Late this week, MI Sen. Carl Levin announced that he would retire at the end of his term, rather than seek reelection next year. Levin is the 4th Democrat Senator to announce his retirement next year. Senate Democrats already faced a challenging political landscape to retain their majority. Levin's retirement adds to that challenge, making a safe Senate seat competitive.
Democrats are defending 22 seats next year, against the GOP's 11. Six of the Democrat seats, however, are in states won by Mitt Romney last year: Arkansas, Alaska, Louisiana, South Dakota, Montana and West Virginia. Only one GOP seat is in a blueish state, Maine. If the GOP were to sweep these six states, the party would take over control of the Senate.
Other opportunities for Republicans include Colorado, Iowa, Minnesota, Virginia and New Hampshire, which are all very competitive in mid-term elections. Many of the Democrats up for reelection first won their seat in 2008, Obama's first election year. The turnout in 2014 is likely to be very different than that wave election.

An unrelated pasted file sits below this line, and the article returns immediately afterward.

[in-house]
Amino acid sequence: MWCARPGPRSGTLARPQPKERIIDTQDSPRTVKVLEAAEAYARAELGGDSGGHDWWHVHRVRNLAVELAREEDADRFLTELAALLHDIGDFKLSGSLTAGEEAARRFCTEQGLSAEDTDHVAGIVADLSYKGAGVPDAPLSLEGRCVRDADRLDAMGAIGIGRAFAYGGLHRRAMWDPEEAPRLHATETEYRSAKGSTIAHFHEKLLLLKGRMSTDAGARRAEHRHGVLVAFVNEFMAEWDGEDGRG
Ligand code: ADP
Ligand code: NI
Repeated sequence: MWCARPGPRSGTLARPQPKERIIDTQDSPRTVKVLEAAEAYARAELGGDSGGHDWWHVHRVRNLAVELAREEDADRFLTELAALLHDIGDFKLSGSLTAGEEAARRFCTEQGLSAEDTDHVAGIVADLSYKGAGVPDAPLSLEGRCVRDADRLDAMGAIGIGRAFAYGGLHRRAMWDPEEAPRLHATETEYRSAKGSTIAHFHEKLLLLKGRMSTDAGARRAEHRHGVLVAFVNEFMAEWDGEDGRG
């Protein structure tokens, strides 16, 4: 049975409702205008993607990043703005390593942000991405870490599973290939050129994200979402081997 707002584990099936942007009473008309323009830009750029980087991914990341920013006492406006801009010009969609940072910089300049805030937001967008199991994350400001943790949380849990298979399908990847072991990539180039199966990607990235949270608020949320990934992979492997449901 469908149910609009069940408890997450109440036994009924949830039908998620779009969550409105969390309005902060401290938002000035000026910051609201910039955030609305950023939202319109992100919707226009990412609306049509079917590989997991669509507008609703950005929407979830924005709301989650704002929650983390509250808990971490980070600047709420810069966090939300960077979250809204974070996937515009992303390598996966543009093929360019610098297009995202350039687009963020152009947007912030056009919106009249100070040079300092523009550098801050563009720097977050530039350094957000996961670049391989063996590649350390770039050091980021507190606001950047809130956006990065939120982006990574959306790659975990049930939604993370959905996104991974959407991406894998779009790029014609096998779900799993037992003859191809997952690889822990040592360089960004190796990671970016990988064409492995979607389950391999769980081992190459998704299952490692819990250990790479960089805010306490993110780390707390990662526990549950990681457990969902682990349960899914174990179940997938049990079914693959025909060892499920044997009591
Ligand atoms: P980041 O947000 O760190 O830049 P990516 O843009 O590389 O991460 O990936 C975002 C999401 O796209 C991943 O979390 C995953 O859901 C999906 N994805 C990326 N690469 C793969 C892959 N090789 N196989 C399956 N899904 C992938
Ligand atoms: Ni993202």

Two leading contenders for the GOP in Michigan have already stated they won't run for Levin's seat. Rep. Candice Miller and Attorney General Bill Schuette swiftly said that they would run for reelection in their current offices. Rep. Mike Rodgers has also been mentioned as a candidate, but he would have to forfeit his Chairmanship of the House Intelligence Committee to make the run.
Michigan House Majority Whip Pete Lund is publicly exploring a bid for the seat. Dem. Rep. Gary Peters has also indicated he is looking at the race.
Whomever runs, the race is certain to be both competitive and very expensive. In 2012, when Sen. Debbie Stabenow crushed Rep. Peter Hoesktra by 21 points, both sides still managed to spend more than $20 million.
Michigan is a reliably blue state in Presidential elections, but much more competitive in mid-term elections. In 2010, the GOP swept almost every office in the state. The incumbent Gov. Rick Synder, who controversially pushed right-to-work legislation through the Legislature, is up for reelection. Labor unions will likely increase their activity, even more than they normally would to defeat Synder. It's possible, in fact, that the Senate race will be determined more by state and local issues, including Synder's take-over of Detroit, than national issues.
Until candidates emerge, Democrats should be considered to have the edge in retaining Levin's seat. The seat, however, is definitely in play. It's a contest the Democrats weren't counting on. It has made their job next year a bit more challenging.
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